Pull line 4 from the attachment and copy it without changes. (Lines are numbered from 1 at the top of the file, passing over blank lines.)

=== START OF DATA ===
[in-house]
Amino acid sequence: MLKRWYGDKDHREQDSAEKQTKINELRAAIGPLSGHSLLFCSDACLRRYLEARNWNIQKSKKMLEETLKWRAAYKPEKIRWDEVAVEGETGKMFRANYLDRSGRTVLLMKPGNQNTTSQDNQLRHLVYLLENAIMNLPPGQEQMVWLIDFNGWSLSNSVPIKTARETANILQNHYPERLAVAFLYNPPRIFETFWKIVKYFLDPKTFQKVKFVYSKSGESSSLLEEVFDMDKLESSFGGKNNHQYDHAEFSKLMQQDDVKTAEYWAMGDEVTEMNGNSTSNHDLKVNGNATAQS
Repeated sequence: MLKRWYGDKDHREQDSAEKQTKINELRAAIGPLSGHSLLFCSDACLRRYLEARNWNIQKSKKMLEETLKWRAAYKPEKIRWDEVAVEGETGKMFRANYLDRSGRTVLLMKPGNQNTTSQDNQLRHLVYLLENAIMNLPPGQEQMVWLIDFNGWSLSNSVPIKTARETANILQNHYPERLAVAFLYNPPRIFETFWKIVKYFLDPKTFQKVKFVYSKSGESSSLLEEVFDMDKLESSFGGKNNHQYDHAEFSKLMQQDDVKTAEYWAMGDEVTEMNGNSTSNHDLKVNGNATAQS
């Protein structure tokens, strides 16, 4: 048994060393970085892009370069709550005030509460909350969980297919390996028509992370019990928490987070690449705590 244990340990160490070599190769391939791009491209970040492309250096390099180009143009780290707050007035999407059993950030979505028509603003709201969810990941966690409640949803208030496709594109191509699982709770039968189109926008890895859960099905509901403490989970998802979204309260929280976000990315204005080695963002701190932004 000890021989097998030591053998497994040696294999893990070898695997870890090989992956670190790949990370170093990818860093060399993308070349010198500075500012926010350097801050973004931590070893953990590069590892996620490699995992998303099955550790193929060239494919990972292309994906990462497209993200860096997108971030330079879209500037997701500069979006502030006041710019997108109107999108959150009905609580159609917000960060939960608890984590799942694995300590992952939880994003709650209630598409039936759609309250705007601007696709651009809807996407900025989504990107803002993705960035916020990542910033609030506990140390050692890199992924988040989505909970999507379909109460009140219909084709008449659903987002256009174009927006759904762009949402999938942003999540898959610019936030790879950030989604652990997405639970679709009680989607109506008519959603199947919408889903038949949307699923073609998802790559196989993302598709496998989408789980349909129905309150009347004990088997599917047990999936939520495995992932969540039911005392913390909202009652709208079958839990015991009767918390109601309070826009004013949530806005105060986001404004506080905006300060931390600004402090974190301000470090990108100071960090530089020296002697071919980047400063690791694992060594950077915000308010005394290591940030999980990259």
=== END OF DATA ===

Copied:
């Protein structure tokens, strides 16, 4: 048994060393970085892009370069709550005030509460909350969980297919390996028509992370019990928490987070690449705590 244990340990160490070599190769391939791009491209970040492309250096390099180009143009780290707050007035999407059993950030979505028509603003709201969810990941966690409640949803208030496709594109191509699982709770039968189109926008890895859960099905509901403490989970998802979204309260929280976000990315204005080695963002701190932004 000890021989097998030591053998497994040696294999893990070898695997870890090989992956670190790949990370170093990818860093060399993308070349010198500075500012926010350097801050973004931590070893953990590069590892996620490699995992998303099955550790193929060239494919990972292309994906990462497209993200860096997108971030330079879209500037997701500069979006502030006041710019997108109107999108959150009905609580159609917000960060939960608890984590799942694995300590992952939880994003709650209630598409039936759609309250705007601007696709651009809807996407900025989504990107803002993705960035916020990542910033609030506990140390050692890199992924988040989505909970999507379909109460009140219909084709008449659903987002256009174009927006759904762009949402999938942003999540898959610019936030790879950030989604652990997405639970679709009680989607109506008519959603199947919408889903038949949307699923073609998802790559196989993302598709496998989408789980349909129905309150009347004990088997599917047990999936939520495995992932969540039911005392913390909202009652709208079958839990015991009767918390109601309070826009004013949530806005105060986001404004506080905006300060931390600004402090974190301000470090990108100071960090530089020296002697071919980047400063690791694992060594950077915000308010005394290591940030999980990259």